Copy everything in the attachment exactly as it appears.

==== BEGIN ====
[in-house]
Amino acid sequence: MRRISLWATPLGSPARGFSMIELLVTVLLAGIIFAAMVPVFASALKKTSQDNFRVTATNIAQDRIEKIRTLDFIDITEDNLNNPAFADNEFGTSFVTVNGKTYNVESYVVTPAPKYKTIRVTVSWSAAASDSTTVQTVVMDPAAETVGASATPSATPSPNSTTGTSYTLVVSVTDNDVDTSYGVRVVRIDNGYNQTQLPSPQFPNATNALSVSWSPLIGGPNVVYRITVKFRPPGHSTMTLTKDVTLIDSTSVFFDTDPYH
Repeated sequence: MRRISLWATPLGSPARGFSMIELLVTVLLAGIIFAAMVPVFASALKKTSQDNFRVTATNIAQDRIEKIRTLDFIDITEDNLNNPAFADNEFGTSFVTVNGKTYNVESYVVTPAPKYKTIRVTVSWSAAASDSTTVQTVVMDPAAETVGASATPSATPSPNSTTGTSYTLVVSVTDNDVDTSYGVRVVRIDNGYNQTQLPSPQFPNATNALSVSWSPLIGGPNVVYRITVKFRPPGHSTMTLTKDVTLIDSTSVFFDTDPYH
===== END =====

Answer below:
[in-house]
Amino acid sequence: MRRISLWATPLGSPARGFSMIELLVTVLLAGIIFAAMVPVFASALKKTSQDNFRVTATNIAQDRIEKIRTLDFIDITEDNLNNPAFADNEFGTSFVTVNGKTYNVESYVVTPAPKYKTIRVTVSWSAAASDSTTVQTVVMDPAAETVGASATPSATPSPNSTTGTSYTLVVSVTDNDVDTSYGVRVVRIDNGYNQTQLPSPQFPNATNALSVSWSPLIGGPNVVYRITVKFRPPGHSTMTLTKDVTLIDSTSVFFDTDPYH
Repeated sequence: MRRISLWATPLGSPARGFSMIELLVTVLLAGIIFAAMVPVFASALKKTSQDNFRVTATNIAQDRIEKIRTLDFIDITEDNLNNPAFADNEFGTSFVTVNGKTYNVESYVVTPAPKYKTIRVTVSWSAAASDSTTVQTVVMDPAAETVGASATPSATPSPNSTTGTSYTLVVSVTDNDVDTSYGVRVVRIDNGYNQTQLPSPQFPNATNALSVSWSPLIGGPNVVYRITVKFRPPGHSTMTLTKDVTLIDSTSVFFDTDPYH